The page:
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Best practices

The Single Market Scoreboard devotes particular attention to the exchange of best practices among Member States. All Member States are invited to share their initiatives for reducing their transposition deficit or improving the settlement of infringement proceedings.


Resolving infringement cases through targeted bilateral consultations (Belgium - February 2015)

In order to resolve priority and/or complex infringement cases with consistent difficulties, it was decided by the Minister of Foreign Affairs to organize targeted bilateral consultations with all involved actors.

In other words, as soon as an infringement case is considered as a priority or becomes too complex, all administrative and political experts at the federal and/or federated levels are invited by the cabinet of the Minister of Foreign Affairs to discuss the case and find solutions. Following these consultations, the Minister of Foreign Affairs sends an individual letter to each competent Minister stating the conclusions and the proposed solutions.

Furthermore, and in order to ensure an effective follow-up, reports of these meetings are presented during Belgium’s Council of Ministers or Consultation Committee meetings (the latter is composed of an equal number of members from the federal and the federated governments, where matters concerning both the federal state and the regions and communities are debated).

Considering the high number of tax-related files (one-third of Belgian cases in the last scoreboard), these consultations were particularly helpful in order to reduce the number of Belgium’s pending infringement proceedings in that area.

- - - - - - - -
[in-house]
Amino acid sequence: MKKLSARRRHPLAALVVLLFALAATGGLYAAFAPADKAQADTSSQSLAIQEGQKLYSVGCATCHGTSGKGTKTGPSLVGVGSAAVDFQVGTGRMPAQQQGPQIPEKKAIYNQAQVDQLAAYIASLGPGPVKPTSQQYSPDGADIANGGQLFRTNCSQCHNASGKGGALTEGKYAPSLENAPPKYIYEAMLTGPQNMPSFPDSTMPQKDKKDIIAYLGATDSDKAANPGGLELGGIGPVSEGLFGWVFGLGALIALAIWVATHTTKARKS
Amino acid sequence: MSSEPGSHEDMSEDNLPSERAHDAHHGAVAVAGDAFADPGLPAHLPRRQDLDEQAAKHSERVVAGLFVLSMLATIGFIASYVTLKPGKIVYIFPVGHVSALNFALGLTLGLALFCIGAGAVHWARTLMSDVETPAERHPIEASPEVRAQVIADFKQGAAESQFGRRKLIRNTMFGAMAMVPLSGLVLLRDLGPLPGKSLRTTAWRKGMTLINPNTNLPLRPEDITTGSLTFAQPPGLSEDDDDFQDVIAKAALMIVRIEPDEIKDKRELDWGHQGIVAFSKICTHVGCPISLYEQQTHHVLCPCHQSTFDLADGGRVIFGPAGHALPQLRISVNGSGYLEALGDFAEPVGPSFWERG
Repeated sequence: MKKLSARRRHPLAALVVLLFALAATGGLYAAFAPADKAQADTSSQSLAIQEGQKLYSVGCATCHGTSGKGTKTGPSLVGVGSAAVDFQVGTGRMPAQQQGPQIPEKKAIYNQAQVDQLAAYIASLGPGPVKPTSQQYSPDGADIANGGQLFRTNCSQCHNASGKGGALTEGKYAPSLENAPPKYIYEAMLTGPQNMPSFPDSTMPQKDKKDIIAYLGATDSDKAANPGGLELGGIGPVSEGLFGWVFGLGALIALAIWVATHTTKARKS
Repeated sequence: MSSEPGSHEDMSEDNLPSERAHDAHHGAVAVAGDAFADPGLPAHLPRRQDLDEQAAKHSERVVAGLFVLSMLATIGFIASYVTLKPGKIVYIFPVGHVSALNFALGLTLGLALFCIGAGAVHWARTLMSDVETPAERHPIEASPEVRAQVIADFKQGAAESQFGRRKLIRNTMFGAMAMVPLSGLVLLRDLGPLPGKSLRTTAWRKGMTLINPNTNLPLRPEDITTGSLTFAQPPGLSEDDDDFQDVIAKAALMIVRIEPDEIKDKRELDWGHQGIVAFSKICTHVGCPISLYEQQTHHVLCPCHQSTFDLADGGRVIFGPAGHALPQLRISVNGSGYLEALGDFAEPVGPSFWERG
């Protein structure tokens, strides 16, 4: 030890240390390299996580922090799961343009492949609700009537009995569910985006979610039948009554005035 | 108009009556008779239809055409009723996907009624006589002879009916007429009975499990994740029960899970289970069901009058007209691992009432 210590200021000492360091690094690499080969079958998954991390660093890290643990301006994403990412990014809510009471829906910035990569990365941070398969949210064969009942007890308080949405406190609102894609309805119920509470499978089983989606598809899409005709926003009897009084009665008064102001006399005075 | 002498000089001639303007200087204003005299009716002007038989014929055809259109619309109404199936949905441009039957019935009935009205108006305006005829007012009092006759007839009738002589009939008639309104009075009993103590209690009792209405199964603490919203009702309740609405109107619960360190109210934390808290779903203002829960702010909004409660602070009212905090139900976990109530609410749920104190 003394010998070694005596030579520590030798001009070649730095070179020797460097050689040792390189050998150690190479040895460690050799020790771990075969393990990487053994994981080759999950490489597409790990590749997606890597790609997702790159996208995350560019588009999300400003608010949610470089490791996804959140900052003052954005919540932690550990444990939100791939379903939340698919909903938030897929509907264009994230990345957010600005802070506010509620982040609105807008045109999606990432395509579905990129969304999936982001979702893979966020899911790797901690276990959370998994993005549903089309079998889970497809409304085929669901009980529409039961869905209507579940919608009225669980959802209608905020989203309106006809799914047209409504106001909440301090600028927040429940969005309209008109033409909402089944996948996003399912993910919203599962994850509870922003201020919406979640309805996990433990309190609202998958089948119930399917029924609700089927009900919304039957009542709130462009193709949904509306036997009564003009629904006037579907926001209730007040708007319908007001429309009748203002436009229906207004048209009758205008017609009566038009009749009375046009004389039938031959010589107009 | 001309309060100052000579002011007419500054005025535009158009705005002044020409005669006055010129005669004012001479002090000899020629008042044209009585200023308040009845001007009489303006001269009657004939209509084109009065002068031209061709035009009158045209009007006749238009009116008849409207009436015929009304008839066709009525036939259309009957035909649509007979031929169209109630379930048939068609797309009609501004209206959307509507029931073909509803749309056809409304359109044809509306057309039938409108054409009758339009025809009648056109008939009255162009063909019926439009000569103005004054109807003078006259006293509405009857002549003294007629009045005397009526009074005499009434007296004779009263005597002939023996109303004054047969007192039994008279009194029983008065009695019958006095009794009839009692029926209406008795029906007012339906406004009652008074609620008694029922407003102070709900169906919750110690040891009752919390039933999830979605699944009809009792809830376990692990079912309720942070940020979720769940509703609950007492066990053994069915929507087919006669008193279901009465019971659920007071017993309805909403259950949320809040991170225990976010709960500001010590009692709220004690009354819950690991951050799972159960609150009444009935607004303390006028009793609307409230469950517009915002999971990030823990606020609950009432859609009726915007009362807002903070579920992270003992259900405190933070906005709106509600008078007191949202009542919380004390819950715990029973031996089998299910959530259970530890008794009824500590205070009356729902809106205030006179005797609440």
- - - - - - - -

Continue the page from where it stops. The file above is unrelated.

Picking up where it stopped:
These consultations have also been organized to deal with complex transpositions.

Quick reaction initiative to minimise the number of infringement proceedings (Belgium - February 2015)

Belgium has taken another initiative in the framework of EU Pilot so as to minimize the number of infringement proceedings.

A few days after the Commission rejects explanations provided by Belgium in EU Pilot, the Minister of Foreign Affairs sends a mail to the competent authorities in order to highlight the consequences of this rejection, find out the authorities’ position on the case and, when national execution measures are needed, to obtain a calendar of the next steps to be taken. In this way, Belgium reacts quickly and makes the utmost efforts to solve the issue before an infringement procedure is launched.

Furthermore, these files are also discussed during the Euro-coordinators’ meetings and, if necessary, during ad hoc meetings with the relevant authorities that are organized for these EU Pilot files.


Improving the performance of the Euro-coordinator (Belgium - Feburary 2015)

The Euro-coordinator is a key figure in each administration. She/he has the task of monitoring the directive transposition process and settling infringement proceedings for which the administration is responsible. Based on the assessment that Euro-coordinators encountered some difficulties in the accomplishment of their tasks, it was decided to carry out a survey among the Presidents of the Executive Committees of the different federal ministries. The objective was twofold: (1) raise awareness on the importance of transposition among the Presidents, and (2) identify the recurrent problems.

The survey also concerned the Euro-coordinator’s central role in monitoring transposition within the different ministries.